Metro-east residents who cross the Mississippi River and get busted for weed face stiffer penalties in Missouri than they do in Illinois.
But maybe not for long. A St. Louis alderwoman has proposed a bill that would direct police not to spend their time and energy enforcing marijuana laws on use, growth or sales in the city.
“We should be using our police resources to address that instead of enforcing marijuana laws. It’s a product that is becoming legal in cities and states across the country.”
Illinois decriminalized possession of 10 grams or less of cannabis last year, making it a civil violation with a $100 to $200 fine. In 2014, Illinois became the 20th state to legalize medical marijuana.
In Missouri, possession of 10 grams or less is still a misdemeanor with a fine of up to $500.
Green can even see a possible economic benefit if the St. Louis City Board of Aldermen passes her bill, which she filed Tuesday. It had its first reading at a meeting on Friday.
“Tourism in Colorado went up exponentially after they stopped enforcing marijuana laws, so the same thing could happen in St. Louis,” Green said. “I would expect that people from the metro-east would come here if they knew the laws weren’t being enforced.”
Green’s efforts were commended by Ali Nagib, vice president of the Chicago-based Illinois chapter of the National Organization for the Reform of Marijuana Laws.
“We support any of those measures, especially in states like Missouri where they have a tougher political climate, where it’s less likely to see progressive cannabis reform,” he said.
Nagib doubts many metro-east residents would drive to St. Louis to smoke weed, given the relatively low penalties in Illinois.
“But if you are a metro-east resident who works in St. Louis or spends time in St. Louis and consumes cannabis in St. Louis, then this ordinance would dramatically reduce the chances of you being arrested,” he said.
Metro-east residents who bought marijuana in St. Louis and brought it back home would still be subject to fines under Illinois law, Nagib said.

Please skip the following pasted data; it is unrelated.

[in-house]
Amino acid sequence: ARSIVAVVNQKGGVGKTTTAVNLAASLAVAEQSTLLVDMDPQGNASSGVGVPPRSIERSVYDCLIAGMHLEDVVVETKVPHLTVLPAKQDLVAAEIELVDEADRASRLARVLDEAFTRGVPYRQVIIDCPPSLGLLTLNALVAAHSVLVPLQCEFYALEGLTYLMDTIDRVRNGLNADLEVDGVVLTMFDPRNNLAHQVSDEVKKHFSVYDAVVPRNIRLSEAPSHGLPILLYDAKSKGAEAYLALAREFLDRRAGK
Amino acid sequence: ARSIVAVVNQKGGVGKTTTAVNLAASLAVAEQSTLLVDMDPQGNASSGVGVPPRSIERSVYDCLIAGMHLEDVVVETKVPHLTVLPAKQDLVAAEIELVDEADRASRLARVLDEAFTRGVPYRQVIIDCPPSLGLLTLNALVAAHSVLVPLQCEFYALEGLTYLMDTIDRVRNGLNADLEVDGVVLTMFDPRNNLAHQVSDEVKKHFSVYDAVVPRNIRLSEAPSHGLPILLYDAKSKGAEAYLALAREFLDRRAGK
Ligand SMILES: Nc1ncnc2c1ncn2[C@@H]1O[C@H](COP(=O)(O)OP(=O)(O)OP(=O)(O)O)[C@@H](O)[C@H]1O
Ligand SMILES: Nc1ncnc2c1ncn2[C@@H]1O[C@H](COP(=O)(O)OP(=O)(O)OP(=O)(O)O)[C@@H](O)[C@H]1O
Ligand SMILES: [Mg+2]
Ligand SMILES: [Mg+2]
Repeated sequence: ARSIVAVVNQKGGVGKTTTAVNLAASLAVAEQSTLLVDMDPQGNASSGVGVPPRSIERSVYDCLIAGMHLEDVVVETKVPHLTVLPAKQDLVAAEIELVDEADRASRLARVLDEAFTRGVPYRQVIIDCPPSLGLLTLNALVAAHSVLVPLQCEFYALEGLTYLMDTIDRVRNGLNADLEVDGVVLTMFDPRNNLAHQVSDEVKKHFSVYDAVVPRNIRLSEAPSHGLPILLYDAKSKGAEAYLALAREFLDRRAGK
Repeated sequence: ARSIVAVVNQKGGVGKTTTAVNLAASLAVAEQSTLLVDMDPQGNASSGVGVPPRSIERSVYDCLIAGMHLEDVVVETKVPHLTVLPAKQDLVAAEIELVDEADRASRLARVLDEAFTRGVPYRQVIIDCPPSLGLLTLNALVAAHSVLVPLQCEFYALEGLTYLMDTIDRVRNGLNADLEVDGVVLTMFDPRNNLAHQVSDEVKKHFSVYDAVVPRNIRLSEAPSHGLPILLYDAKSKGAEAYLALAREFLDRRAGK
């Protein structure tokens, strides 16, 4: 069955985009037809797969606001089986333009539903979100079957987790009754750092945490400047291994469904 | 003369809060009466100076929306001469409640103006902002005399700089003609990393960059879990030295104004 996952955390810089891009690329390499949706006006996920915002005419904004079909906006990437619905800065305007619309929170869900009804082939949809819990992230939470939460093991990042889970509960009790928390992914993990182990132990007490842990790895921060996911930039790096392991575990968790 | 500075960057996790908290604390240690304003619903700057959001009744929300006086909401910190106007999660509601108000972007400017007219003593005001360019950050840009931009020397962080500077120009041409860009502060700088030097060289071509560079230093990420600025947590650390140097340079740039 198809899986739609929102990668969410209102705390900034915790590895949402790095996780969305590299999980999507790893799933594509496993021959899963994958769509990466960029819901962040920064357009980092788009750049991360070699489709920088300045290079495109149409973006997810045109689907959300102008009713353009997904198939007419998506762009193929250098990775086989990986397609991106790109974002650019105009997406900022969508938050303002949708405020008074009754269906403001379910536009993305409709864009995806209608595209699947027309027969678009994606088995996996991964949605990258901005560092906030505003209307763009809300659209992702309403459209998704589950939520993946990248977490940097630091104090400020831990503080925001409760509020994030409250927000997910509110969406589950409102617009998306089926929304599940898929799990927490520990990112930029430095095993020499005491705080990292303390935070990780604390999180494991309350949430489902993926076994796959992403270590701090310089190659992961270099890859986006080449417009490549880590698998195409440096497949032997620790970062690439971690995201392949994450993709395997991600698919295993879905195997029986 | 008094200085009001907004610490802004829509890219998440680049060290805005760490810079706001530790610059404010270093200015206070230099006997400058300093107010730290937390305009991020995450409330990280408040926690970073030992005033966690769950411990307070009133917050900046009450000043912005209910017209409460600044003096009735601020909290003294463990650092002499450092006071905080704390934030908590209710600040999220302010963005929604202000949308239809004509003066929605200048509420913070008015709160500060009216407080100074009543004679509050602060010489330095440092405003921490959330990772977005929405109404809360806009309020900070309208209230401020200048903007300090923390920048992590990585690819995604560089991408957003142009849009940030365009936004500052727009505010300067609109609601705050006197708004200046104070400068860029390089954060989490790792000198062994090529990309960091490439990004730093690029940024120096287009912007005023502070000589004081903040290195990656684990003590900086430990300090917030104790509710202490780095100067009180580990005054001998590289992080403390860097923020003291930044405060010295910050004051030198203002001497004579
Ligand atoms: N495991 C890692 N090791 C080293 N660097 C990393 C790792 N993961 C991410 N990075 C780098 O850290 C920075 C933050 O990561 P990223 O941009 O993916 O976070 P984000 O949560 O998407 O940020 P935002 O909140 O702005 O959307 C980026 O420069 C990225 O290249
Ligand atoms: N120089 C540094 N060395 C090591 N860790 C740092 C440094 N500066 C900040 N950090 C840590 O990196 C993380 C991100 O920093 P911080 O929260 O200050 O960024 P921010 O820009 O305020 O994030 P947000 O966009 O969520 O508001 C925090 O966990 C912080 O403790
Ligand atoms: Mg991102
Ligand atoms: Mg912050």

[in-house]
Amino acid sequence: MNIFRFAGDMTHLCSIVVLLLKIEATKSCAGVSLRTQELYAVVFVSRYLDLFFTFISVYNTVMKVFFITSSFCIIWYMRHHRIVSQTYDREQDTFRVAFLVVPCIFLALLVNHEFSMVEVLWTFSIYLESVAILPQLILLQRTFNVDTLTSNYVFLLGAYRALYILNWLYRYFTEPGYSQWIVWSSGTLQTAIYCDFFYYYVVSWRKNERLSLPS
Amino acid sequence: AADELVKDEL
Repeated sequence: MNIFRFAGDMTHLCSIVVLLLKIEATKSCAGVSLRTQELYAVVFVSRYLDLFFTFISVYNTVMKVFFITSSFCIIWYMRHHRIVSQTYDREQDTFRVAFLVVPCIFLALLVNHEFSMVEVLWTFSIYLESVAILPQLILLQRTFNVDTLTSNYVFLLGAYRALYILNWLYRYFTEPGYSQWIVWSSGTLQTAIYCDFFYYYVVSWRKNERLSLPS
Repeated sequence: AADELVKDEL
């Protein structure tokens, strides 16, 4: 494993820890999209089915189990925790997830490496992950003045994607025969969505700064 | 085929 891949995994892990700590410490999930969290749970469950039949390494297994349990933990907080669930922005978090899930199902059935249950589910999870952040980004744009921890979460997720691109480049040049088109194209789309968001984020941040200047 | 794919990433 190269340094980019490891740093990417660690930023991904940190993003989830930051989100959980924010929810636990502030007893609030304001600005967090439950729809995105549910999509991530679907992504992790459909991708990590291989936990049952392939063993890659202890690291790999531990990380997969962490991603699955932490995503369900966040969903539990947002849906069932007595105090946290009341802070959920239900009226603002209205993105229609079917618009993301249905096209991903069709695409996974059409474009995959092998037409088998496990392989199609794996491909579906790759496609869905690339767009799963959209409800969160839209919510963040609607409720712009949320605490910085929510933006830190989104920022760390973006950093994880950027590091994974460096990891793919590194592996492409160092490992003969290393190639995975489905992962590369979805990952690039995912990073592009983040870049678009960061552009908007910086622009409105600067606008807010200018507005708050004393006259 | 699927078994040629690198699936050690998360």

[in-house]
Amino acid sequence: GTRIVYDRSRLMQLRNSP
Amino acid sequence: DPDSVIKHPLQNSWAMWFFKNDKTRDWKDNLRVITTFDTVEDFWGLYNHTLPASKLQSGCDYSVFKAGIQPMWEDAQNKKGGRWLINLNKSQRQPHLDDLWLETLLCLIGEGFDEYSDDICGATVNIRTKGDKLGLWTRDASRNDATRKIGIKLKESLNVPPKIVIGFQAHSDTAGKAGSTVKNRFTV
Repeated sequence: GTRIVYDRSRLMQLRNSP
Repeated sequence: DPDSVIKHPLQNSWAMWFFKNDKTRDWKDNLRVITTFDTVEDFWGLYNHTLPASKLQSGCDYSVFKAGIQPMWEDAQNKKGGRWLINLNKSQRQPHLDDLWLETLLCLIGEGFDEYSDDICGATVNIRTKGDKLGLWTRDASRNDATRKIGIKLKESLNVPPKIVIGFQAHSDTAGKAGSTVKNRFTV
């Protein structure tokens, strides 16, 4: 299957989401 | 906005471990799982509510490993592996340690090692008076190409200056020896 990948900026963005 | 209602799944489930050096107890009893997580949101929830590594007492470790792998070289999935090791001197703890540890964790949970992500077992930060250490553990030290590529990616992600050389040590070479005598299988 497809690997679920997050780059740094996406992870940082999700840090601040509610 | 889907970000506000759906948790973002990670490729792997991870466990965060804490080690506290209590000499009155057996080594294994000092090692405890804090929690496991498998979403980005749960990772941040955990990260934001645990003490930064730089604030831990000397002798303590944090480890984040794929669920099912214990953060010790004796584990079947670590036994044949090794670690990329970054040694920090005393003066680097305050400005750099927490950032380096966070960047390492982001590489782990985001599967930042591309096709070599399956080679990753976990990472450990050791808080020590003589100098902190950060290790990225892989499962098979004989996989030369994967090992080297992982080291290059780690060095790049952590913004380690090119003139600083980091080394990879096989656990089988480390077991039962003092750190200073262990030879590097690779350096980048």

The Illinois Medical Cannabis Pilot Program allows patients to legally obtain marijuana to treat 41 debilitating conditions, ranging from HIV/AIDS to glaucoma, muscular dystrophy to rheumatoid arthritis.
Neither would be affected by changes in Missouri laws or St. Louis ordinances, said Scott Abbott, chief operating officer for HCI.
“We are absolutely a patient-based operation, so if you don’t live in Illinois and you don’t have one of these 41 medical conditions, we wouldn’t be dispensing to you,” he said.
Abbott is a former Illinois State Police lieutenant colonel who served briefly as Lebanon police chief before starting his own security business. He’s a strong supporter of medical marijuana because of its effectiveness in treating pain and other symptoms, he said.
Abbott also sees marijuana as a tool to help fight the country’s opioid epidemic.
“We’ve seen so many people who were taking traditional opiates for pain who have been able to reduce their pain with cannabis,” he said. “They feel like they’re finally getting their lives back.”
Abbott also has warmed up to the idea of decriminalizing recreational marijuana in recent years. History has shown prohibition doesn’t work, he said, and it causes a health hazard because street pot is not regulated or tested.
Jackie Singleton, 53, of Granite City, agrees.
“People are going to smoke weed, whether they get caught or not,” she said. “If you take it away from them, they’ll get some more. They’re going to do it in the privacy of their own homes, and they should be able to.
“(Arresting them) is a waste of taxpayer’s money and a waste of time for the police and the courts,” she said.
Singleton became a medical-marijuana fan after it helped several of her friends with serious illnesses, she said. At one point, she used it in oil form for chronic back pain caused by an accident.
“There’s such a wide range of medical problems that can be cured by this natural plant,” she said.
Green’s bill aims to stop enforcement of laws that permit “the civil or criminal punishment for the use or possession of marijuana or marijuana paraphernalia against any individual or entity.”
This would not apply to possession of more than 2 ounces of marijuana, cultivation of more than 10 plants, possession by people under 21 or sales to people younger than 21.
“Marijuana is illegal under federal law,” Green said. “But the 10th Amendment says that local municipalities cannot be compelled to use their resources to enforce federal law, and that’s how a lot of states and cities have gotten around it.”
Green thinks the bill has a chance of passing, based on the St. Louis Board of Aldermen’s 2013 decision to reduce penalties for possession of small amounts of marijuana.
Opponents of marijuana legalization argue that it is addictive and leads people to try harder drugs; that it negatively affects health and causes safety problems when people drive under the influence; and that American society has enough drug problems already.
Green decided to propose her bill after reading about the opioid epidemic, she said.
“There have been a number of studies showing that opioid usage dropped by about 30 percent in places where marijuana was legalized or readily available.”
“We’ve had a pretty large heroin epidemic. We had over 600 people overdose in the St. Louis County metro area last year.”